Balaam was a wicked man (2Pe 2:15) who had a unique relationship with God; it was well known that he could direct the blessings and curses of God as he wished. (Nu 22:6) Such holy, spiritual power in the wicked is hard to fathom. More mysterious still is God’s willingness to bestow it upon them.
God is pleased to work in and through whom He wills, however He wills (Da 4:35); having spiritual power does not imply holiness or righteousness or any favor at all with God. God is not limited or constrained in the way one might presuppose. Seeking spiritual power for its own sake is evidently then a vain pursuit. We should be seeking God Himself, not merely to wield His power.
Balaam was greedy (Jud 11), using his spiritual influence to benefit himself, willing to irreparably harm God’s precious people to get his way. (Re 2:14) How odd that a man with such a connection to God did not care to serve Him, and was even willing to become His enemy! Perhaps here, as with Lucifer, familiarity bred contempt.
Even so, when the Spirit of God came upon Balaam (Nu 24:2), he could pray the most amazing prayers! One such prayer was: “Let me die the death of the righteous, and let my last end be like his!” (Nu 23:10b)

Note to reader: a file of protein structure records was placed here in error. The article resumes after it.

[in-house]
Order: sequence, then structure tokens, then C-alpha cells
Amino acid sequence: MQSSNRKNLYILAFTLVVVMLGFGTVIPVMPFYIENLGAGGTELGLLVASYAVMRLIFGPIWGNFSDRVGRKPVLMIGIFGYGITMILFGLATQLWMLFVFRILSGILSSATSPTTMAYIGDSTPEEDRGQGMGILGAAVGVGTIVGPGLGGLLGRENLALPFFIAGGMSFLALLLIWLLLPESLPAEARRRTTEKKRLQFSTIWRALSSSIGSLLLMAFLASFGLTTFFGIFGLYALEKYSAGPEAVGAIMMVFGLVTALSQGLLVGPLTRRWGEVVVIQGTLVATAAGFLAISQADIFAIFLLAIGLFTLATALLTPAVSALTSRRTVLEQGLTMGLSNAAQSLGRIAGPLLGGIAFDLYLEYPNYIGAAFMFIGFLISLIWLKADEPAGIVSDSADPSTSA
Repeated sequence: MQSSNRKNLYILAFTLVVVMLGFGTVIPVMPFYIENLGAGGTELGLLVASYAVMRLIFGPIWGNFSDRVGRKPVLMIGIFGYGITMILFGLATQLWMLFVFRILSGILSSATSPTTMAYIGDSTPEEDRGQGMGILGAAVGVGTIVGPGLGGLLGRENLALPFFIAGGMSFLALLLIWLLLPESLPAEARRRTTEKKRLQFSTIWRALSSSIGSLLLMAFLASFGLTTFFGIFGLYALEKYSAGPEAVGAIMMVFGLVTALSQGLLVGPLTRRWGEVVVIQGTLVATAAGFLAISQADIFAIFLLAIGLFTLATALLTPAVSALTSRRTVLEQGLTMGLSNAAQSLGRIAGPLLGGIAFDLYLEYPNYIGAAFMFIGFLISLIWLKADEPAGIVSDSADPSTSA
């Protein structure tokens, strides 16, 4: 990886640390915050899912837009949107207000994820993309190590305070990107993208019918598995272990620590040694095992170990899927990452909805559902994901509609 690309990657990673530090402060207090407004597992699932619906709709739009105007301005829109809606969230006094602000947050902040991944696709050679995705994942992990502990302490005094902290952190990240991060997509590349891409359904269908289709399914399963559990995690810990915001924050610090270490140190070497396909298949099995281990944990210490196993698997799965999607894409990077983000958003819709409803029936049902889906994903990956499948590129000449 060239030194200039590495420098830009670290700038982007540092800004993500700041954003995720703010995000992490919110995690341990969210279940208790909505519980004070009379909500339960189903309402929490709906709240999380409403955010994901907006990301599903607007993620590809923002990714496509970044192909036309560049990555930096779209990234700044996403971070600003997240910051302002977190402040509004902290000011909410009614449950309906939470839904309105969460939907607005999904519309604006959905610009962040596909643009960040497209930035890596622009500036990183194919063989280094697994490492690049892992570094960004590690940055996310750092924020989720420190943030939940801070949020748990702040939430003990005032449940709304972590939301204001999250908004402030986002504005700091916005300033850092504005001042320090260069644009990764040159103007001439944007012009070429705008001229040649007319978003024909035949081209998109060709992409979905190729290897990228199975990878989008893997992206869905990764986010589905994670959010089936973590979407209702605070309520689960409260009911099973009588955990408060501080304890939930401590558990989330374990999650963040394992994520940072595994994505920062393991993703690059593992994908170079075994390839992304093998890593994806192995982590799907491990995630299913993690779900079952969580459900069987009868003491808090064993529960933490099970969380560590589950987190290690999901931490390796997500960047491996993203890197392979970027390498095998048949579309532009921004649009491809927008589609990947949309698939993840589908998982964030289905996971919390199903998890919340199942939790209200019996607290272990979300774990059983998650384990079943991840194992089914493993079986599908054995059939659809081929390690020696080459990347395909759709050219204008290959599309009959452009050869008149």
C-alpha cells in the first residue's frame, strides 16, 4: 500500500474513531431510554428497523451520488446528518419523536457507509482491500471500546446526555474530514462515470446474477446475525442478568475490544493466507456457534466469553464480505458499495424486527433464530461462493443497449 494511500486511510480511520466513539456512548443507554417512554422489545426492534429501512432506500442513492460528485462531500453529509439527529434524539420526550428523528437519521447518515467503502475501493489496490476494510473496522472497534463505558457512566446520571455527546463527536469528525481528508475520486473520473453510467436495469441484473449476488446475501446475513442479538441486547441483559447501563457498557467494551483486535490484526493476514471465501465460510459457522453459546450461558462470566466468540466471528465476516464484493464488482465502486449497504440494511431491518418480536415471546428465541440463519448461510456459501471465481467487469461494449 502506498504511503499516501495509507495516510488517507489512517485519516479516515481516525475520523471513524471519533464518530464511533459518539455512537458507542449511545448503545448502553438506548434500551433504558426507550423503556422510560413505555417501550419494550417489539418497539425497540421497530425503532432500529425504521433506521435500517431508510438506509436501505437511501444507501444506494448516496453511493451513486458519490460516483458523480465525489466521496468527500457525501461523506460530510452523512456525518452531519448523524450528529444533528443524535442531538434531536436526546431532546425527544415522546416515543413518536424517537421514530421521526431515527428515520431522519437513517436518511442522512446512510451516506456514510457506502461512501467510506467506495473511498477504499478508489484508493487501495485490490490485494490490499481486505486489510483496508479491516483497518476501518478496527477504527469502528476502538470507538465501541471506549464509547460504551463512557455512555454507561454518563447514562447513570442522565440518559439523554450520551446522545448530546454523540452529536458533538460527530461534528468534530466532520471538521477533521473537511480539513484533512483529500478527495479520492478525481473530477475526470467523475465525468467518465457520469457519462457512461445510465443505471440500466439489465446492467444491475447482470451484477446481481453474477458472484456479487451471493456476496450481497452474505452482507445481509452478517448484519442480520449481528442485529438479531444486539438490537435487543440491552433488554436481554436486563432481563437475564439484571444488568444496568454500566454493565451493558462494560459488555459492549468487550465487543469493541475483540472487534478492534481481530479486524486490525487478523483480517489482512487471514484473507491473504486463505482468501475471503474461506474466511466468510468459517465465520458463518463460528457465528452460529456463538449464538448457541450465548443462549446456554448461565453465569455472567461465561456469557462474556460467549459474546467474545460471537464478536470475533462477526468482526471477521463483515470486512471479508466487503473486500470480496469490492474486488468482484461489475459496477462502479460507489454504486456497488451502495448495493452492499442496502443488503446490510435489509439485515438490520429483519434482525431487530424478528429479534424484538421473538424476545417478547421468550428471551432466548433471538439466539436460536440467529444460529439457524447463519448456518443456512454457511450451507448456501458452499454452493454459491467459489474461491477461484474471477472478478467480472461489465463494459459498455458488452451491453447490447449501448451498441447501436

Dying the death of the righteous, passing from this vale of tears into the brightness of eternal glory, into the arms of our eternal Father, such a beautiful thing! (Ps 116:15) Who would not desire this?
And what contrast! the dreadful end of the wicked! (Ps 73:18-19) How do we even begin to compare the two: eternal death with the homecoming of a child of God! (Php 1:23) Yet we are, even now, comparing, weighing the two: our lives are revealing how we intend to die. (Pr 20:11)
Being on our deathbed, what shall we glory in? (2Co 10:17) What sacrifice made for Him shall we regret? What shall be our desire? (Ps 73:25) Will it be any different for us then than it is now? Not if we’re alive in Christ, walking in the light. (Ga 5:25) To the believer, living is Christ, and dying is gain. (Php 1:21) Only those who live the righteous life may die the death of the righteous. (He 12:14)
Balaam, for all his spiritual power, didn’t die a righteous death (Jos 13:22); he died a friend of the world, an enemy of God. (Ja 4:4) In his divinely inspired praying he did himself no eternal good. Perhaps these were just beautiful words to him, something to impress others.
When spiritual activity is rooted in self-interest, when we use religion to benefit ourselves, to exalt ourselves, how are we any different from Balaam? In such false religion we have our reward, and it’s truly nothing. There’s no excuse for this.